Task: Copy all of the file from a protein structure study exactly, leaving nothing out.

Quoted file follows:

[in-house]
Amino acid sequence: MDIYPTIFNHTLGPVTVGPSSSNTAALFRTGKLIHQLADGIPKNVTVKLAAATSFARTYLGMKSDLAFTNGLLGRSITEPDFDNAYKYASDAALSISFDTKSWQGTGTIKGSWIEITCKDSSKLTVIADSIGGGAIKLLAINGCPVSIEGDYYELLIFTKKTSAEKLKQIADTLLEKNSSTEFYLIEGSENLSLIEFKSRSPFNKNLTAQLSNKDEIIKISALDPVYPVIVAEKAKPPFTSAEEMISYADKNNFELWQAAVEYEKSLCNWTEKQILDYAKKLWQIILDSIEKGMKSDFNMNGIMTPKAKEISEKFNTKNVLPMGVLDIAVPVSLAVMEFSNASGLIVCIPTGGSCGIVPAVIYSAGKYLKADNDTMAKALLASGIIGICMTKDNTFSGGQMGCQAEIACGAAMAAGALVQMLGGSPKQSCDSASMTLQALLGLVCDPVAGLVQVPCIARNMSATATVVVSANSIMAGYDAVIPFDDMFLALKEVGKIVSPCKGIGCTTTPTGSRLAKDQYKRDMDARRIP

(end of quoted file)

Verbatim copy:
[in-house]
Amino acid sequence: MDIYPTIFNHTLGPVTVGPSSSNTAALFRTGKLIHQLADGIPKNVTVKLAAATSFARTYLGMKSDLAFTNGLLGRSITEPDFDNAYKYASDAALSISFDTKSWQGTGTIKGSWIEITCKDSSKLTVIADSIGGGAIKLLAINGCPVSIEGDYYELLIFTKKTSAEKLKQIADTLLEKNSSTEFYLIEGSENLSLIEFKSRSPFNKNLTAQLSNKDEIIKISALDPVYPVIVAEKAKPPFTSAEEMISYADKNNFELWQAAVEYEKSLCNWTEKQILDYAKKLWQIILDSIEKGMKSDFNMNGIMTPKAKEISEKFNTKNVLPMGVLDIAVPVSLAVMEFSNASGLIVCIPTGGSCGIVPAVIYSAGKYLKADNDTMAKALLASGIIGICMTKDNTFSGGQMGCQAEIACGAAMAAGALVQMLGGSPKQSCDSASMTLQALLGLVCDPVAGLVQVPCIARNMSATATVVVSANSIMAGYDAVIPFDDMFLALKEVGKIVSPCKGIGCTTTPTGSRLAKDQYKRDMDARRIP